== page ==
In an interesting story on Slate, writer Farhad Manjoo wrote about Google’s promotion of Reader when the company first launched it in 2005. In those days, Google talked about the RSS service as if it would be part of the Google universe forever. Consumers believed them, and quite a few embraced the service. Now, obviously, it is disappearing. And the takeaway? Consumers should never be shocked when one of their preferred free Web-based services does the same.
This can be considered a downside to the cloud. In the days when software came on discs and we downloaded it to our computers, there was more permanence. Sure, companies would close shop and manufacturers would discontinue software. Nevertheless, you still had access to software, even when the companies behind it terminated it. After all, it was saved on your computer and you still had the discs. This isn’t the situation with the cloud. When something is yanked from the cloud, it’s gone.
Consumers aren’t the only ones facing challenging issues with the demise of Reader. Google does, too. As the Economist explains in a recent article, when Google introduces a new product, it expects consumers to flock to it. But why should consumers do that if there’s the possibility that Google will just get rid of the programs? Eliminating Reader may have made financial sense for Google. However, it may cause consumers to hesitate before embracing the company’s next cloud-based service.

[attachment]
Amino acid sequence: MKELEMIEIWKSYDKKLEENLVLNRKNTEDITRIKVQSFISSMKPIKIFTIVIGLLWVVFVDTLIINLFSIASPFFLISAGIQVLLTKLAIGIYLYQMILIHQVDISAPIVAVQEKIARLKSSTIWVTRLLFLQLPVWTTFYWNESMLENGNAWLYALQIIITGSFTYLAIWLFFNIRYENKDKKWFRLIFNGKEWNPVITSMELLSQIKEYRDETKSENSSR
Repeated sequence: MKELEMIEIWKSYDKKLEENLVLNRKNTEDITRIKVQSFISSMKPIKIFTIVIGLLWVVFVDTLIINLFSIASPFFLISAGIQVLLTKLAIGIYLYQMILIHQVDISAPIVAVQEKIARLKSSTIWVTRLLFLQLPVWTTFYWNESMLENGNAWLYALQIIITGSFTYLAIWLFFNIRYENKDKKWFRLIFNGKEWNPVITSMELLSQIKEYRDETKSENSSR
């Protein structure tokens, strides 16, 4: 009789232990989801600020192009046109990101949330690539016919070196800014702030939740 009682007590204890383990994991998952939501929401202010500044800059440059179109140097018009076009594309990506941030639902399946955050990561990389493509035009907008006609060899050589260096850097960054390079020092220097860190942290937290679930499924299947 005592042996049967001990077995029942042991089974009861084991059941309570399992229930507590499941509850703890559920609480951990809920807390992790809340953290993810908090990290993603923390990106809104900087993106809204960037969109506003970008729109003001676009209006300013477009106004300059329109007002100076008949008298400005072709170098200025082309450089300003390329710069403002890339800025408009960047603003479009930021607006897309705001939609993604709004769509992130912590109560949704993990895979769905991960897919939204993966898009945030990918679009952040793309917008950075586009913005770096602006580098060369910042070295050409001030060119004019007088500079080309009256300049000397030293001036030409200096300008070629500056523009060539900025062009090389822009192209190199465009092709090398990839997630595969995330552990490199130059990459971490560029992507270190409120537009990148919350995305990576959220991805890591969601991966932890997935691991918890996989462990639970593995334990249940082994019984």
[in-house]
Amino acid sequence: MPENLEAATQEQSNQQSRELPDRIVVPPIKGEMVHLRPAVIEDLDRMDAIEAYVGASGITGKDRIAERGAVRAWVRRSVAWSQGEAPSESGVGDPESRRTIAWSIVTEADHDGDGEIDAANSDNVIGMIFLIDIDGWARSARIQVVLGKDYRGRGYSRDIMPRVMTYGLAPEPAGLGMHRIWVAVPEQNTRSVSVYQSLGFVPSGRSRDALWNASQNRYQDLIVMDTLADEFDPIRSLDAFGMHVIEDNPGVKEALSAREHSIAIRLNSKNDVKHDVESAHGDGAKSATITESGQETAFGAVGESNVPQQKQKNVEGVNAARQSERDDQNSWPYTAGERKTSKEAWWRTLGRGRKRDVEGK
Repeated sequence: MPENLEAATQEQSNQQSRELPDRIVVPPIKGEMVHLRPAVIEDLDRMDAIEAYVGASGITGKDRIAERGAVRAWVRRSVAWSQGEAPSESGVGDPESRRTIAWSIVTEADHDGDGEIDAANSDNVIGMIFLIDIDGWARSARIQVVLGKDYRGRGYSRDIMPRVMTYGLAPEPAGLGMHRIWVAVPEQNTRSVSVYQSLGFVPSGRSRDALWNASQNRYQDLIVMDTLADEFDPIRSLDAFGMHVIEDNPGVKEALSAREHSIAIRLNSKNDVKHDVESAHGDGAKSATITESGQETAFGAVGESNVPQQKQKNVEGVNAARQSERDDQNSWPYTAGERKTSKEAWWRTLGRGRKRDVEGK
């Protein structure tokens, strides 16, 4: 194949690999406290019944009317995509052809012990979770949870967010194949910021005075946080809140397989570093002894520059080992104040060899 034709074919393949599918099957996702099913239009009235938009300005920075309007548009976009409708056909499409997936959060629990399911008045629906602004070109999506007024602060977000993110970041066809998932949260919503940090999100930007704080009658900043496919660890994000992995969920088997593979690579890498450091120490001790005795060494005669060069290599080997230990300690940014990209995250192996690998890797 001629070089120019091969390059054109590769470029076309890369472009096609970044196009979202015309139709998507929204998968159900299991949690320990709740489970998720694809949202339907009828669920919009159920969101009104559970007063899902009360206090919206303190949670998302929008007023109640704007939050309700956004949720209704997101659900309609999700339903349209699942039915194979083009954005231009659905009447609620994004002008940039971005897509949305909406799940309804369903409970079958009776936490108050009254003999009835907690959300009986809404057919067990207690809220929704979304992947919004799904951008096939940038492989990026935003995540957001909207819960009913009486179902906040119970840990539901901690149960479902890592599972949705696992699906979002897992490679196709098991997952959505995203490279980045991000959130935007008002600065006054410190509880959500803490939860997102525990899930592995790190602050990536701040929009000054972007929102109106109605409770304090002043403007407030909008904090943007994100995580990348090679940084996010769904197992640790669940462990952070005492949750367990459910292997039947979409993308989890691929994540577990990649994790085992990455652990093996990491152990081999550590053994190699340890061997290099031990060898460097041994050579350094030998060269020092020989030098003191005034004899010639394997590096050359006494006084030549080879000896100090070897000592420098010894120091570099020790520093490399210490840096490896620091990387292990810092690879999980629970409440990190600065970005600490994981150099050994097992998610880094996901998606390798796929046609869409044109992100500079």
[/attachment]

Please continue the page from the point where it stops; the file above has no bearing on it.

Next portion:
Smartphones, tablets and laptops are wonderful tools: They allow us to search the Internet, answer e-mail messages and watch video whether we’re on the train or waiting for our flight at the airport. But these devices can be dangerous, too. If they fall into the wrong hands, your private information, from your online banks accounts to your e-mail messages to your Facebook pages, can fall prey to cyber thieves. And there’s little limit to the problems they can create. Luckily for us, there are steps that you can use to protect your privacy even in today’s age of mobile computing, and as Forbes says, these steps are very easy.